The other day I was reading through social media comments on a current topic and found one that frankly pissed me off. After some thought though, I realized, the person was just clueless and I felt sorry for them and their ignorance. However, this ignorance was a perfect example of stereotyping and a small hint of what is wrong, and yet somewhat normal, with humanity.
First, let me explain the comment and why I torture myself with reading them. As an Army Reserve public affairs officer, I try to stay current on world events, particularly those that have a connection to my service. Then, to help me better anticipate any possible backlash/perception/opinion from the public on such topics, I read through the comments. For the most part, the world can be wonderfully supportive. However, there is always someone, somewhere hating.
For example, back when the new Miss USA was announced to be an Army Reservist, I was reading through posts on that. Personally, I was super excited that a fellow Army Reserve Soldier snagged the crown and thought, surely, there cannot be anything bad to be said here. Of course, I was wrong and naïve. There is ALWAYS someone unhappy/suspicious/stupid/etc. Those negative comments ranged from some sort of “government conspiracy” to “what does she do outside of one weekend a month” to “she doesn’t even look American.”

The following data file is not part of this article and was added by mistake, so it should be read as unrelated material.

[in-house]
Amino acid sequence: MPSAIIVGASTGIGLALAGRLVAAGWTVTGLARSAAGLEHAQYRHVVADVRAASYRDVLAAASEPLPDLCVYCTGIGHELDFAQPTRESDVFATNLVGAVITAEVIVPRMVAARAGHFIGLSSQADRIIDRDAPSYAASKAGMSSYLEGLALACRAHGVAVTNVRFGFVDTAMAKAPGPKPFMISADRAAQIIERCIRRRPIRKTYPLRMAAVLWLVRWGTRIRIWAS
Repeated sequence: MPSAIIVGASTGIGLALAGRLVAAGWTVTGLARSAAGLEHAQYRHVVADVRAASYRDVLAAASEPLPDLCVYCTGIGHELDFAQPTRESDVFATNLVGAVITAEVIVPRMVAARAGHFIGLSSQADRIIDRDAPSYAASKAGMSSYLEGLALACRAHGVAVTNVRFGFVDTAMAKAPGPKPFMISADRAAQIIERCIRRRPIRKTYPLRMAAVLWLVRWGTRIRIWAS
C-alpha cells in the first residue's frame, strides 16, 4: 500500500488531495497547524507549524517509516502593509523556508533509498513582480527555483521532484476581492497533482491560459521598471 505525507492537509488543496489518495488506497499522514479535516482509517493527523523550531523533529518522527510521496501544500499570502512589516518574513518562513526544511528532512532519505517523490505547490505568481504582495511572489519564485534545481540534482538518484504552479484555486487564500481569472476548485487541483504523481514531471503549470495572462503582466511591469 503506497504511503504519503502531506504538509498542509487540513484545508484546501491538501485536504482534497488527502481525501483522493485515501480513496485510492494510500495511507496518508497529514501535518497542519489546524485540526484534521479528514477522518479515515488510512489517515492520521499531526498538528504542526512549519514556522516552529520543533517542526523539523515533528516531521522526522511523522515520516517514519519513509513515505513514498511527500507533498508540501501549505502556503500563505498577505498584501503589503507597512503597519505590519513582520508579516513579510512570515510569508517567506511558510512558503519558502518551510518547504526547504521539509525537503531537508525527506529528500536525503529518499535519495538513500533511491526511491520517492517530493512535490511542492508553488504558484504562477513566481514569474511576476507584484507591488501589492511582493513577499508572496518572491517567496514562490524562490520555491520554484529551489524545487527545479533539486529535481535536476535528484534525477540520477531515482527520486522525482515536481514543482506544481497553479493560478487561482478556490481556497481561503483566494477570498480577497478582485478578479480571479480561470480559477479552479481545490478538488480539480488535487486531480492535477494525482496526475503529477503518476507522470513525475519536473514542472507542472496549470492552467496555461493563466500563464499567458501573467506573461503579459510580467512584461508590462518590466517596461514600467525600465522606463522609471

I merely shook my head at these comments and thought, “Wow. People really can find an issue with everything.” I will applaud one response to the “she doesn’t even look American” comment. It was poetic, perfect and literally made me laugh out loud. This perfect response was, “You know WHO looks American? Pocahontas. She looks American.” That was classic and I wish I had bothered to see who made that comment so I could have given them mad props.
Anyway, on to the most recent stupid comment.
So earlier this week, I was reading about the horrible news in Dallas and how the accused shooter was a former Reserve Soldier. (I say accused as that is a journalist practice. It is always accused until some legal determination is finalized on guilt. So please don’t get upset with me.) First off, this broke my heart that someone who once wore the same uniform could do something so despicable and evil. Violence, hatred and any form of intolerance is NOT what the Army teaches. It goes against everything I ever learned while in boots.
As I read through the comments, I saw one person’s post, “Army Reserve…I don’t think that counts as military experience.” My knee-jerk reaction was, “Well heck. My 15 years of wearing this uniform, three deployments, and countless small missions across the globe sure have felt like experience to me!” But I paused and thought. I assume this person didn’t mean to discredit an entire force of Soldiers who have participated quite well in numerous operations for 108 years. I assume this person merely was trying to say that the Army Reserve did not teach this person the sniper skills needed to carry out such an act that would take specialized training. I assume this person just didn’t want such an ugly act to be associated with our uniform. But more likely than not, this person was just clueless on how much the Army Reserve actually does and still thinks of us as “weekend warriors.”